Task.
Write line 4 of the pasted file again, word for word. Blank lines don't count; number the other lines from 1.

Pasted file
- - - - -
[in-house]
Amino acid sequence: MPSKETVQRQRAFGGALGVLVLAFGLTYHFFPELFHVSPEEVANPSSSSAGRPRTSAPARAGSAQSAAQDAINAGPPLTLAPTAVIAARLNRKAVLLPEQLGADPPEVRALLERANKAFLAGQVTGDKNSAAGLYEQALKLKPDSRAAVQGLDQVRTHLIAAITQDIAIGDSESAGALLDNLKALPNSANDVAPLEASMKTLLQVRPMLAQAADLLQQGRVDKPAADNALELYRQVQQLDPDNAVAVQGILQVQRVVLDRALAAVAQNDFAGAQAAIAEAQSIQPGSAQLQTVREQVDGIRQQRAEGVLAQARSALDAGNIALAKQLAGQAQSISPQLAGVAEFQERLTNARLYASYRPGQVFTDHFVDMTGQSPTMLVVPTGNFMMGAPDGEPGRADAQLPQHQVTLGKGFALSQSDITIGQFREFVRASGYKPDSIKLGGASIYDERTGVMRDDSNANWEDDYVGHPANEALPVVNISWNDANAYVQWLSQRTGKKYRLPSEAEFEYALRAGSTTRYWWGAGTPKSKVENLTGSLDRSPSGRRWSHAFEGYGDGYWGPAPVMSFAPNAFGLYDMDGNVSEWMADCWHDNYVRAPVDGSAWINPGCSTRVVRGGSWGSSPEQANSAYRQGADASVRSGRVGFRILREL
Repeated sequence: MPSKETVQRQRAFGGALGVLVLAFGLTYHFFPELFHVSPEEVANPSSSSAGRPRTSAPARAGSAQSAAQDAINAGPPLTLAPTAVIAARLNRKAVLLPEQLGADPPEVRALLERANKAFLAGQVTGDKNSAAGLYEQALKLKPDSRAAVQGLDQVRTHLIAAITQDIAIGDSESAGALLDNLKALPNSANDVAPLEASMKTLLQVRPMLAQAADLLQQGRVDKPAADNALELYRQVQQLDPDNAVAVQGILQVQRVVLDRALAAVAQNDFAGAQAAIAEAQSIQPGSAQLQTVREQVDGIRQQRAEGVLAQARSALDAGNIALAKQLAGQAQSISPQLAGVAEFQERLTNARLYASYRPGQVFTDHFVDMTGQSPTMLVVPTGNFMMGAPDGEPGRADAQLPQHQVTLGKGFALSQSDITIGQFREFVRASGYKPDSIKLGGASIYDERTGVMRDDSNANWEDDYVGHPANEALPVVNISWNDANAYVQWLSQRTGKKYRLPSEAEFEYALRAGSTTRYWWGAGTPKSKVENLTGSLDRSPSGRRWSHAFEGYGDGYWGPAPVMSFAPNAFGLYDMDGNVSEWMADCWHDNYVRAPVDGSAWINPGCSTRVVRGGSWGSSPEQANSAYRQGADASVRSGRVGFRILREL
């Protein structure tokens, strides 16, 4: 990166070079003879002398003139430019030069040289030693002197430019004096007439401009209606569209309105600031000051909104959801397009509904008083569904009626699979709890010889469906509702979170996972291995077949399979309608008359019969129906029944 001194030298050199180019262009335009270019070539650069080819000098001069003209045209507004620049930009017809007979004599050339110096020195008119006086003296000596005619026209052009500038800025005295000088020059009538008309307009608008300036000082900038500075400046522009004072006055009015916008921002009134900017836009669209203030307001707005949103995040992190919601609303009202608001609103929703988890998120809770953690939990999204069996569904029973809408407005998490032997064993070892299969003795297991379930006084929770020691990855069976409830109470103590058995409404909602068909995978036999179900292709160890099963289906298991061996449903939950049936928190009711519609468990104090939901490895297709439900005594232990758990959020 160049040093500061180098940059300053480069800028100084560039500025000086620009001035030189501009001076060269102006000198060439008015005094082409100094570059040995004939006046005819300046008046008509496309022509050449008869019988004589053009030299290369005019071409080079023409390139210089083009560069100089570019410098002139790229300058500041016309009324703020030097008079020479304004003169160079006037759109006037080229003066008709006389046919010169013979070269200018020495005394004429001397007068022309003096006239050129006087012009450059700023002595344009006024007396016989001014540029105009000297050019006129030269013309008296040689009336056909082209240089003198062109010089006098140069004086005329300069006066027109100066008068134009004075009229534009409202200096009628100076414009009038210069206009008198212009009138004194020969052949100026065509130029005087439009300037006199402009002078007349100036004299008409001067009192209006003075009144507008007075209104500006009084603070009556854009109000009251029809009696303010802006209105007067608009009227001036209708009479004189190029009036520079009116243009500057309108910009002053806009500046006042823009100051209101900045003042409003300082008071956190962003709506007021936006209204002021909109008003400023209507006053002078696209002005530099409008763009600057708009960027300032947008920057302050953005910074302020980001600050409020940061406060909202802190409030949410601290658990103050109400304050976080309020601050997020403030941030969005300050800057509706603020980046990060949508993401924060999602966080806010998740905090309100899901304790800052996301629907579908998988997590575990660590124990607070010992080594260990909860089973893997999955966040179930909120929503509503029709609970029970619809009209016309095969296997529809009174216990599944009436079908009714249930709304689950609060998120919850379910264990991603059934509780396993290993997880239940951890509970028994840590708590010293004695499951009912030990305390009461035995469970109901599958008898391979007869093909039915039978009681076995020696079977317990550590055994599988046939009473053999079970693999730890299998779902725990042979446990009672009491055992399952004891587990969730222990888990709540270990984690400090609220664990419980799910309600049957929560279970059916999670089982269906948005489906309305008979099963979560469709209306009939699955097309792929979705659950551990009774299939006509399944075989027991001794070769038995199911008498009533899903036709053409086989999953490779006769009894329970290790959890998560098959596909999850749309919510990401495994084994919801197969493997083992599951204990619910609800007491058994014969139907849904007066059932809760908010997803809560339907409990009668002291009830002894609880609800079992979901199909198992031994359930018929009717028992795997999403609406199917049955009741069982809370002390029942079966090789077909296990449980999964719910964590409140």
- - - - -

């Protein structure tokens, strides 16, 4: 990166070079003879002398003139430019030069040289030693002197430019004096007439401009209606569209309105600031000051909104959801397009509904008083569904009626699979709890010889469906509702979170996972291995077949399979309608008359019969129906029944 001194030298050199180019262009335009270019070539650069080819000098001069003209045209507004620049930009017809007979004599050339110096020195008119006086003296000596005619026209052009500038800025005295000088020059009538008309307009608008300036000082900038500075400046522009004072006055009015916008921002009134900017836009669209203030307001707005949103995040992190919601609303009202608001609103929703988890998120809770953690939990999204069996569904029973809408407005998490032997064993070892299969003795297991379930006084929770020691990855069976409830109470103590058995409404909602068909995978036999179900292709160890099963289906298991061996449903939950049936928190009711519609468990104090939901490895297709439900005594232990758990959020 160049040093500061180098940059300053480069800028100084560039500025000086620009001035030189501009001076060269102006000198060439008015005094082409100094570059040995004939006046005819300046008046008509496309022509050449008869019988004589053009030299290369005019071409080079023409390139210089083009560069100089570019410098002139790229300058500041016309009324703020030097008079020479304004003169160079006037759109006037080229003066008709006389046919010169013979070269200018020495005394004429001397007068022309003096006239050129006087012009450059700023002595344009006024007396016989001014540029105009000297050019006129030269013309008296040689009336056909082209240089003198062109010089006098140069004086005329300069006066027109100066008068134009004075009229534009409202200096009628100076414009009038210069206009008198212009009138004194020969052949100026065509130029005087439009300037006199402009002078007349100036004299008409001067009192209006003075009144507008007075209104500006009084603070009556854009109000009251029809009696303010802006209105007067608009009227001036209708009479004189190029009036520079009116243009500057309108910009002053806009500046006042823009100051209101900045003042409003300082008071956190962003709506007021936006209204002021909109008003400023209507006053002078696209002005530099409008763009600057708009960027300032947008920057302050953005910074302020980001600050409020940061406060909202802190409030949410601290658990103050109400304050976080309020601050997020403030941030969005300050800057509706603020980046990060949508993401924060999602966080806010998740905090309100899901304790800052996301629907579908998988997590575990660590124990607070010992080594260990909860089973893997999955966040179930909120929503509503029709609970029970619809009209016309095969296997529809009174216990599944009436079908009714249930709304689950609060998120919850379910264990991603059934509780396993290993997880239940951890509970028994840590708590010293004695499951009912030990305390009461035995469970109901599958008898391979007869093909039915039978009681076995020696079977317990550590055994599988046939009473053999079970693999730890299998779902725990042979446990009672009491055992399952004891587990969730222990888990709540270990984690400090609220664990419980799910309600049957929560279970059916999670089982269906948005489906309305008979099963979560469709209306009939699955097309792929979705659950551990009774299939006509399944075989027991001794070769038995199911008498009533899903036709053409086989999953490779006769009894329970290790959890998560098959596909999850749309919510990401495994084994919801197969493997083992599951204990619910609800007491058994014969139907849904007066059932809760908010997803809560339907409990009668002291009830002894609880609800079992979901199909198992031994359930018929009717028992795997999403609406199917049955009741069982809370002390029942079966090789077909296990449980999964719910964590409140």